The only reason I can think of for the surveyor to require the chainplates to be removed is that I mentioned that the only other boat like this that I have seen advertised has had the chainplates replaced? I know that a lot of well know riggers recommend replacing chainplates every 10-12 years if you are cruising full time offshore in tropical climates, I don't know if that is overkill or not. It was not as big a job as I feared, boat was well made with good access to all under deck hardware(backing plates on everything. I only had to cut out one piece of plywood behind the stove that is hidden by a piece of stainless to access genoa track nuts and stanchion bolts(I'm taking the teak decks off also). I guess I'll plan on having new ones made, might run it by a local rigger. We are doing a fairly major refit; bottom paint strip and re-paint, hull painting(Awlcraft), remove teak decks, re-glas the decks and non-skid, replace head, some electronic upgrades, furling on headstay and inner forestay with sails for both, new batteries, new canvas all around, new upholstery, diesel forced air heat system, new liferaft. I'm not doing all of it myself, my job get's in the way of a lot of important stuff!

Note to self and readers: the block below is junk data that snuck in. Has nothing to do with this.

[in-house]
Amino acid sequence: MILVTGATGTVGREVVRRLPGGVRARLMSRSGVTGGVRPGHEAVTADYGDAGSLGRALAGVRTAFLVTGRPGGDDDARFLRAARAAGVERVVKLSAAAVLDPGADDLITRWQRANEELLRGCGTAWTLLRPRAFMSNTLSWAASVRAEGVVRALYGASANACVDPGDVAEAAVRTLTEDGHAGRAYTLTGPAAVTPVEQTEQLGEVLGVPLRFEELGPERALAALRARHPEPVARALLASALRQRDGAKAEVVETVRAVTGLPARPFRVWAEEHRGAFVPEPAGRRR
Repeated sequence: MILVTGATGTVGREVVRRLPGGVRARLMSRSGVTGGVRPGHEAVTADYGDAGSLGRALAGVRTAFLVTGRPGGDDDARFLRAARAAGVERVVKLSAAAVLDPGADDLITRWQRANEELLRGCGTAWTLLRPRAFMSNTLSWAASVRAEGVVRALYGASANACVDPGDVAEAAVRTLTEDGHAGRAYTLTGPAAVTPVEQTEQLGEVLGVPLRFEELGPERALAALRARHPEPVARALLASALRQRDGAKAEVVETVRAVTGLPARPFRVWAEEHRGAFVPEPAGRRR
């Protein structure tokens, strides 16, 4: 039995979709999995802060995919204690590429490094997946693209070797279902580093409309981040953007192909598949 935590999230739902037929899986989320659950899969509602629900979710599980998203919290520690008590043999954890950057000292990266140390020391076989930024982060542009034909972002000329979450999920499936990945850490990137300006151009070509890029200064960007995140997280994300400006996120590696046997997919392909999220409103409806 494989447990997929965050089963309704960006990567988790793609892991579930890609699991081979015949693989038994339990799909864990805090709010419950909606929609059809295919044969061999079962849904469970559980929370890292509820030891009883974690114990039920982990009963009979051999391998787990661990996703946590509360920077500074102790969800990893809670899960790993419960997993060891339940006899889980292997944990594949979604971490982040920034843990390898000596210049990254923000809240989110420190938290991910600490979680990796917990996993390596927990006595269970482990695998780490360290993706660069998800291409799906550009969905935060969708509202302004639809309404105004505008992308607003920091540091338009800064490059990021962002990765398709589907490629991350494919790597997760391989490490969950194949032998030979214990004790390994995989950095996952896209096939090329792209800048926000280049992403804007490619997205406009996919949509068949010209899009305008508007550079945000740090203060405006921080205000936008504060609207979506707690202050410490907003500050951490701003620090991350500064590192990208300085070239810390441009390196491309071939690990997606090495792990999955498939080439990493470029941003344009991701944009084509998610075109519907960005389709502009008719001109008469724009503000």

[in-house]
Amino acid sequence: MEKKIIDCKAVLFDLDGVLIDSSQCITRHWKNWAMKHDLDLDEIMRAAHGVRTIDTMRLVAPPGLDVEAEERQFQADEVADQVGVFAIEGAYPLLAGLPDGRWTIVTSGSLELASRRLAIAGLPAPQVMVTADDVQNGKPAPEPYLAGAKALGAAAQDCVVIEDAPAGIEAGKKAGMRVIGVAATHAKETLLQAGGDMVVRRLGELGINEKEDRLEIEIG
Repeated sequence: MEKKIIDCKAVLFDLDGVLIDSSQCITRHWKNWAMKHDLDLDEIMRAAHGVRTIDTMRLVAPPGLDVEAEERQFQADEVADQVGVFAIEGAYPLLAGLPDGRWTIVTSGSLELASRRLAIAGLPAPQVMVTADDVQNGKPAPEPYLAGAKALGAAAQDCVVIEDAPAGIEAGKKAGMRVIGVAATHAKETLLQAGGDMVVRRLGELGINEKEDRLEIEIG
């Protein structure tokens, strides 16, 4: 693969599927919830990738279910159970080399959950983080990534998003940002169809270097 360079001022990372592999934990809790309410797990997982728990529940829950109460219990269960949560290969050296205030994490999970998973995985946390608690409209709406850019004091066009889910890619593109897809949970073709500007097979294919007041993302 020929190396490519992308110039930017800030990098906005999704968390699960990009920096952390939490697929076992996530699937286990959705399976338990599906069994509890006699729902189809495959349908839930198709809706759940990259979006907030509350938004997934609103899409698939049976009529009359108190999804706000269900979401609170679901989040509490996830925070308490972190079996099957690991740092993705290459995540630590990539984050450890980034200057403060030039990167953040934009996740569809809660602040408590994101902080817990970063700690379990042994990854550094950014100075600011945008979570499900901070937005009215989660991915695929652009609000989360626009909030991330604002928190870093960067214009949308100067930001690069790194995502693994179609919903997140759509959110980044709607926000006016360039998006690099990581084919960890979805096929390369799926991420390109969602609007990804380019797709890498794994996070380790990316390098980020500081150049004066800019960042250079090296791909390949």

Charlie-you gotta know the right people! I'm hauled out in Anacortes at a guys place that has done a lot of work for me before.
SV Laurie Anne
1988 Brewer 40 Pilothouse